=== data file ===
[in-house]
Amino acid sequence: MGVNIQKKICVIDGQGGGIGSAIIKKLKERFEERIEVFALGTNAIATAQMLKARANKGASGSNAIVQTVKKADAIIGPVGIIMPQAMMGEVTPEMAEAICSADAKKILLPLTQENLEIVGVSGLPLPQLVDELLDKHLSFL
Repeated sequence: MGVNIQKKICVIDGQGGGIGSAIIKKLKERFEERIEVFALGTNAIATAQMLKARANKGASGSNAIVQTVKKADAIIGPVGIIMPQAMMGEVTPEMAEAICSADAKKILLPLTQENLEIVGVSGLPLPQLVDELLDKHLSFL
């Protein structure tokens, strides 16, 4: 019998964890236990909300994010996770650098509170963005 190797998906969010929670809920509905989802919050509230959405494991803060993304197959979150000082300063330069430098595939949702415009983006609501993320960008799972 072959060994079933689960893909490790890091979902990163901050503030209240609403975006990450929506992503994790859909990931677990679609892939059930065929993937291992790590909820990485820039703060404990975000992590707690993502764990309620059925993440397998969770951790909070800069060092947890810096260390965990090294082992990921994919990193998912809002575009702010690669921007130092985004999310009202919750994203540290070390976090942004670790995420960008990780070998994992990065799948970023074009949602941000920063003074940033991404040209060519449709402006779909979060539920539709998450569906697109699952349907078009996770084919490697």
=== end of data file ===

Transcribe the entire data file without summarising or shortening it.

[in-house]
Amino acid sequence: MGVNIQKKICVIDGQGGGIGSAIIKKLKERFEERIEVFALGTNAIATAQMLKARANKGASGSNAIVQTVKKADAIIGPVGIIMPQAMMGEVTPEMAEAICSADAKKILLPLTQENLEIVGVSGLPLPQLVDELLDKHLSFL
Repeated sequence: MGVNIQKKICVIDGQGGGIGSAIIKKLKERFEERIEVFALGTNAIATAQMLKARANKGASGSNAIVQTVKKADAIIGPVGIIMPQAMMGEVTPEMAEAICSADAKKILLPLTQENLEIVGVSGLPLPQLVDELLDKHLSFL
């Protein structure tokens, strides 16, 4: 019998964890236990909300994010996770650098509170963005 190797998906969010929670809920509905989802919050509230959405494991803060993304197959979150000082300063330069430098595939949702415009983006609501993320960008799972 072959060994079933689960893909490790890091979902990163901050503030209240609403975006990450929506992503994790859909990931677990679609892939059930065929993937291992790590909820990485820039703060404990975000992590707690993502764990309620059925993440397998969770951790909070800069060092947890810096260390965990090294082992990921994919990193998912809002575009702010690669921007130092985004999310009202919750994203540290070390976090942004670790995420960008990780070998994992990065799948970023074009949602941000920063003074940033991404040209060519449709402006779909979060539920539709998450569906697109699952349907078009996770084919490697």